This is a preparation for the talks I’m going hold at TEDx Berlin on November 14th and 15th, 2010. Comments and criticism are welcome but I reserve the right to ignore them.
So please brace yourself now because I know what I’m going to write here will sound like blasphemy to many people. A friend of mine told me yesterday I can’t say this. I’ve thought about it. I can. Here goes nothing.
Music is being taught the wrong way nowadays.
I experienced the errors of todays music education and lots of people I’ve talked with have experienced the same. To demonstrate the amount of wrongness I am going to compare musical education to the process of teaching children how to read and write.
We’re taught to read and write with certain goals. After our education we’re supposed to be able to extract meaning from a text. We’re supposed to be able to express our opinion in a letter, article or in a twitter status message. We’re supposed to be able to articulate ourselves. And we’re supposed to be able to see the beauty of a text after reading it.
Musical education nowadays ignores most of these goals. When learning an instrument the goal is that we’re able to play. Not to compose. We’re not supposed to come up with our own musical pieces, but we’re supposed to be able to just play sheet music and maybe, just maybe understand a few basic harmonic and rhythmic wisdoms.
But that’s it.
We’re not taught to participate in the community of composers. It’s not expected of us.
We’re learning music without the goal of being able to express ourselves. Reciting a poem is the closest comparison of what we’re able to do after we’ve finished our musical education.
That’s the same as being taught to read and write without ever being encouraged to write an essay or even phrase a single opinion.
Playing Debussy well is the same as writing down a dictation flawlessly with nice letters. It’s nice but it’s not your music. You’re just playing stuff that someone else has come up with.
You’re just repeating someone else’s opinion. Worse even, you’re repeating it word by word.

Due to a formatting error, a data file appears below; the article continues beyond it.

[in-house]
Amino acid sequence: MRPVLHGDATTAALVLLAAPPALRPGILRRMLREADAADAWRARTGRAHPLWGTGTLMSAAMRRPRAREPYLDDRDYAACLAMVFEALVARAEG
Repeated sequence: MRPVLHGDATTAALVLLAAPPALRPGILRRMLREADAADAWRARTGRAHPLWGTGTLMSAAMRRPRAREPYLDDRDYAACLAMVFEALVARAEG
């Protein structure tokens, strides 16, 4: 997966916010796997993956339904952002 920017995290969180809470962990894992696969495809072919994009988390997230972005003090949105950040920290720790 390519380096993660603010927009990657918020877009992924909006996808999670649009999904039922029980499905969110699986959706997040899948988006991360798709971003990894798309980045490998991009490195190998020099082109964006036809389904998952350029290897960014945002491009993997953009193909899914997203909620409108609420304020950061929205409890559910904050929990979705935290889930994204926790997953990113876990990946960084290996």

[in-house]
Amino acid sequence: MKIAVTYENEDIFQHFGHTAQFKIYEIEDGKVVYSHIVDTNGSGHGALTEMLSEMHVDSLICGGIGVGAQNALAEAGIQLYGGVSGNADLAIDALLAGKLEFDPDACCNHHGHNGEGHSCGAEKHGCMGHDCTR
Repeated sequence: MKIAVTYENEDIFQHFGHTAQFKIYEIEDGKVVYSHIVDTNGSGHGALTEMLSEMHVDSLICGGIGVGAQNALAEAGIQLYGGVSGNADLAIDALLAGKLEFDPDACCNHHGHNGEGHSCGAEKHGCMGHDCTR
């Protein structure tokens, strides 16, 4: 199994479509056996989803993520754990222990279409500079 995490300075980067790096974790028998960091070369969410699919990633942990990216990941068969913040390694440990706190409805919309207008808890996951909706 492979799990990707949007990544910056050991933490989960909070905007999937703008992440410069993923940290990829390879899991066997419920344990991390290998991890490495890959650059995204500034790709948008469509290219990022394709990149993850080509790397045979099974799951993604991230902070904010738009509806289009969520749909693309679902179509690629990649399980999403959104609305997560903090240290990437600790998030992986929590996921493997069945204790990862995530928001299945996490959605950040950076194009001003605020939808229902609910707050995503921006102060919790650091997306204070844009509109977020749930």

Shakespeare was a great author and his works are great but they’re nothing compared to the importance of the notes people leave each other on the kitchen table, day by day.
A note reading ‘Honey, pick up the kids. I can’t make it today! Love you!’ is more important than any book of Mr. Shakespeare because it solves day to day problems. We wouldn’t be able to survive without these messages.
Can we live without music? Do we want to? I don’t think so.
But we’re accepting that most of us will never be able to write a musical note and leave it on the kitchen table that is life. It is accepted by society that we cannot express ourselves non-verbally with instruments. We’re a global society of illiterates when it comes to the field of music. And we think that’s ok.
Why is that?
Because we think that it’s too hard to compose and express ourselves through music.
Why do we think it is too hard?
Because the language we’ve created to write down music is fragmented, ineffective and inefficient. It’s old, complicated and doesn’t make use of any of todays technological accomplishments. Also we’re focusing our education on melody when our brains crave harmony.
We are using black and white cryptic numbers and icons printed on dead wood in the days of 3D Cinema and broad band mobile internet devices.
It’s a hurtful tradition.
It’s time to end this tradition.